Brett Gardner was last caught stealing a base on June 18 in Chicago. He’s since gone a perfect 12-for-12, including three stolen bases the past two days in Toronto. This was shaping up to be the worst base-running season of his career, but Gardner’s turned everything around: He’s getting on base again, running again, and stealing bags again.
“I think he’s been more aggressive actually, and I think that’s been the difference,” Joe Girardi said. “Base stealing, you’re going to get thrown out, that’s the bottom line. There are times that everything is going to click: The pitcher’s going to quick to home, the catcher makes a perfect throw, it’s a perfect exchange and a perfect tag and you’re going to be out, but that can’t take away from your aggressiveness.”
In recent years, the Yankees have gone into series against Tampa Bay looking like a bunch of slow, plodding old men compared to the Rays group of young athletes. This year, it’s kind of the opposite.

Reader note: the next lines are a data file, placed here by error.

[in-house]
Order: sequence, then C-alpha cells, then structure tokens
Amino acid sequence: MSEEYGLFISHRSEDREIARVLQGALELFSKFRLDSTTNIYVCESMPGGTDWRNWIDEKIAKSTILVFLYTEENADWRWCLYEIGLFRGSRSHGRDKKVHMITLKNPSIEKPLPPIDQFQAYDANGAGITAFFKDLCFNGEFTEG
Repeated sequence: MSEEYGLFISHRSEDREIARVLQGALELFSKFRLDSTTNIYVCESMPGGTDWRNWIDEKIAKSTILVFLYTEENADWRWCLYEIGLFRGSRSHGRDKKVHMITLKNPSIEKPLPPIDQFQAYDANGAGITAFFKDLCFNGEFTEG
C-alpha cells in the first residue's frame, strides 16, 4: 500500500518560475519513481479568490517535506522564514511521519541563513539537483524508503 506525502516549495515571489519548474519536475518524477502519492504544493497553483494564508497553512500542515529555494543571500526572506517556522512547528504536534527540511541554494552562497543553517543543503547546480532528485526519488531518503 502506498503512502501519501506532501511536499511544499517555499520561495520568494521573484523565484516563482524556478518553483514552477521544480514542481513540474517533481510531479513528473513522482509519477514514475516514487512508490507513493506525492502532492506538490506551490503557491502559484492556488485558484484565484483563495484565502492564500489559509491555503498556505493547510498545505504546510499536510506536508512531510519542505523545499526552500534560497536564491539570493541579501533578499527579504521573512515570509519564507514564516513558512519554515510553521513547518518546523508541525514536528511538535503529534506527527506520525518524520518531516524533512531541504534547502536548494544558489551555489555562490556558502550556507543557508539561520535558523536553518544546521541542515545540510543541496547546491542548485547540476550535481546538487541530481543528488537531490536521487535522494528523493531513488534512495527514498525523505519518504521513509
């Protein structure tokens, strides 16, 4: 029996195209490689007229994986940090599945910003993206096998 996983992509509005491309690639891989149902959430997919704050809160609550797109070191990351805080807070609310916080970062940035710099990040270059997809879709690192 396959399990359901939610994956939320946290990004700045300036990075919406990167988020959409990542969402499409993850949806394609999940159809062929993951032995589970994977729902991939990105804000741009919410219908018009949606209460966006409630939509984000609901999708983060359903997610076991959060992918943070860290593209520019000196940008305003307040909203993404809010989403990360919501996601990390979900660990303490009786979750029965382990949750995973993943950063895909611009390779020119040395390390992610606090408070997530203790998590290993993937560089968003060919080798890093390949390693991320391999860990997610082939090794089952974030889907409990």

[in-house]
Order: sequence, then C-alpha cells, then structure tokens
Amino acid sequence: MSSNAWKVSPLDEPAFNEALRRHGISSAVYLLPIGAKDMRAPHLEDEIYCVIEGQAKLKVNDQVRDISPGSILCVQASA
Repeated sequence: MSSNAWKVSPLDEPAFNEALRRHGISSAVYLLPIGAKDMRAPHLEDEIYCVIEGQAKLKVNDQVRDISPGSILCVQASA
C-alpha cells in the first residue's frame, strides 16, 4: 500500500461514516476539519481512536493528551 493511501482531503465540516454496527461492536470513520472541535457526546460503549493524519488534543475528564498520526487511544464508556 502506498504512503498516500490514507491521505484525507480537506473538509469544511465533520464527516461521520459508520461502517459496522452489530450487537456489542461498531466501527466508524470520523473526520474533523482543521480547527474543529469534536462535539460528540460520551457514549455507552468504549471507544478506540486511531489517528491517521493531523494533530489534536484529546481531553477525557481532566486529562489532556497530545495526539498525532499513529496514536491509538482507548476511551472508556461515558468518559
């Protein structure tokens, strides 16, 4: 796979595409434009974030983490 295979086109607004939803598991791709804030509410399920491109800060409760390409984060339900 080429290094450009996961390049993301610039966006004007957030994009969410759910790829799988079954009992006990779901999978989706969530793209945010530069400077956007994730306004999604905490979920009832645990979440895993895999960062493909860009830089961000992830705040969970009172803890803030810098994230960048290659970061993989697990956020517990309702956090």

Tonight, the Yankees will open a four-game series at The Trop having more stolen bases than the Rays, more triples than the Rays, and having been caught stealing fewer times than the Rays. With Gardner, Curtis Granderson and Eduardo Nunez in the regular lineup, the Yankees can run a little bit. Even Russell Martin has bought some aggressive base running to the lineup, and Derek Jeter’s stolen eight bases.
“I wouldn’t say worrying about getting caught gets you thrown out,” Gardner said. “But worrying about getting caught makes you a little more passive and you don’t go as often. Just be aggressive… Some guys that I’ve run on have been pretty quick to the plate, (and) a little bit of it has to do with luck, probably. In the first inning (Sunday), he was really quick to the plate but I ran on a good pitch to run. Other times, I’m just being more aggressive and not worrying about being caught.”
Associated Press photo